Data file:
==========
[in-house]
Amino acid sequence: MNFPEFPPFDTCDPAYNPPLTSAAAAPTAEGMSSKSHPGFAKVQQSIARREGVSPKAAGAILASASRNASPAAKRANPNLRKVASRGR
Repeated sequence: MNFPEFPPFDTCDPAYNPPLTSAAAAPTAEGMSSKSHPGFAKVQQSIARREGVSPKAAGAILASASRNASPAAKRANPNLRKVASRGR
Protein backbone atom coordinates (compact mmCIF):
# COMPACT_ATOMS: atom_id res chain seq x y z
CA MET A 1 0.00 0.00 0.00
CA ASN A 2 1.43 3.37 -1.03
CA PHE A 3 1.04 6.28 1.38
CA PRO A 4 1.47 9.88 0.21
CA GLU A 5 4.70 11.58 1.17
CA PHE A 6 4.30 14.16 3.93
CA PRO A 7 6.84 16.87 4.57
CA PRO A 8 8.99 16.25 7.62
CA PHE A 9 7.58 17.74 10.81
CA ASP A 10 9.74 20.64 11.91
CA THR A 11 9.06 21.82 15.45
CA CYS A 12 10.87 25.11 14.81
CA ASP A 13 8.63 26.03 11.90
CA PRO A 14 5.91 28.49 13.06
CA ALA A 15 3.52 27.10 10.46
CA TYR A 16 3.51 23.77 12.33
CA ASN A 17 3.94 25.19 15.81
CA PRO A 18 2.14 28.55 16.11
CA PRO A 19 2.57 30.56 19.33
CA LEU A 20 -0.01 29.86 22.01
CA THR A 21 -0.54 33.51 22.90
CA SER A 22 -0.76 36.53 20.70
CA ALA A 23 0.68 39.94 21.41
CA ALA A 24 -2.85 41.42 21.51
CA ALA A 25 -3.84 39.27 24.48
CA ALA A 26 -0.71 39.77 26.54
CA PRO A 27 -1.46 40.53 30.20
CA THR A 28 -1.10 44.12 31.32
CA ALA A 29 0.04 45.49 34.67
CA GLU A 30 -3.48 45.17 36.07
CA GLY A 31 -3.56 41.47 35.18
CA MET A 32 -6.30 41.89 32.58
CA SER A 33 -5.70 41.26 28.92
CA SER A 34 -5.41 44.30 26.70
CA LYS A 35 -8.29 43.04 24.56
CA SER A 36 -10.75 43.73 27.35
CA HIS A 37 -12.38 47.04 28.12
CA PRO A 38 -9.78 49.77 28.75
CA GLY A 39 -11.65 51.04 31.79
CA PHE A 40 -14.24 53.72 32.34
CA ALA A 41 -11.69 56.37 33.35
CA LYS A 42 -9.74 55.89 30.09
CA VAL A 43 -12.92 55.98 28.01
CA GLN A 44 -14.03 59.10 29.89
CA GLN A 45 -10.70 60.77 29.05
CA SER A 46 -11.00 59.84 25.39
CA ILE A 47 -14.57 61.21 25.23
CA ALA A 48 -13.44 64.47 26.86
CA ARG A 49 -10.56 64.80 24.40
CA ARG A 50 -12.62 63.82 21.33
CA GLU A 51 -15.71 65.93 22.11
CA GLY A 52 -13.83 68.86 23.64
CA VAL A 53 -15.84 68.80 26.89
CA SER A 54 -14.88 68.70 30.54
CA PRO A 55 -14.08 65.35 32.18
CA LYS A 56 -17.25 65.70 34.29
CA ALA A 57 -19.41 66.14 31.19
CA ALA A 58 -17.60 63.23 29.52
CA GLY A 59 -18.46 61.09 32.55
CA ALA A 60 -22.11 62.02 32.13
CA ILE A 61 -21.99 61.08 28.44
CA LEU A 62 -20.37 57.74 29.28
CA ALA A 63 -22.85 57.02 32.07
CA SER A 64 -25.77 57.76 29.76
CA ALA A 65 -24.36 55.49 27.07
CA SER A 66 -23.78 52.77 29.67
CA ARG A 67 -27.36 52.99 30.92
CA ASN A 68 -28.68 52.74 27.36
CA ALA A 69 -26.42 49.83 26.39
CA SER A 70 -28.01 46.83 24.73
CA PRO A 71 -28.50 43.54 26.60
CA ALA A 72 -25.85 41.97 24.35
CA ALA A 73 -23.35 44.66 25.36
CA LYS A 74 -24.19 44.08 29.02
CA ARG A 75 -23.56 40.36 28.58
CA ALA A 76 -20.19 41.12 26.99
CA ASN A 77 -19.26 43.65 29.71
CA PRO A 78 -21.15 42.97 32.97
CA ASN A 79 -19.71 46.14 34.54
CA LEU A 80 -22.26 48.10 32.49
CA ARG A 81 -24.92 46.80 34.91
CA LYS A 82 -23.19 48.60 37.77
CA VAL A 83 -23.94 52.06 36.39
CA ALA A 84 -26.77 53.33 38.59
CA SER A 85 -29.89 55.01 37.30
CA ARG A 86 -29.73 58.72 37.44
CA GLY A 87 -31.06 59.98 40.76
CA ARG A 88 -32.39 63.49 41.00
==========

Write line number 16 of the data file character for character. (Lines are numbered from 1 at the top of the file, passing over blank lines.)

CA THR A 11 9.06 21.82 15.45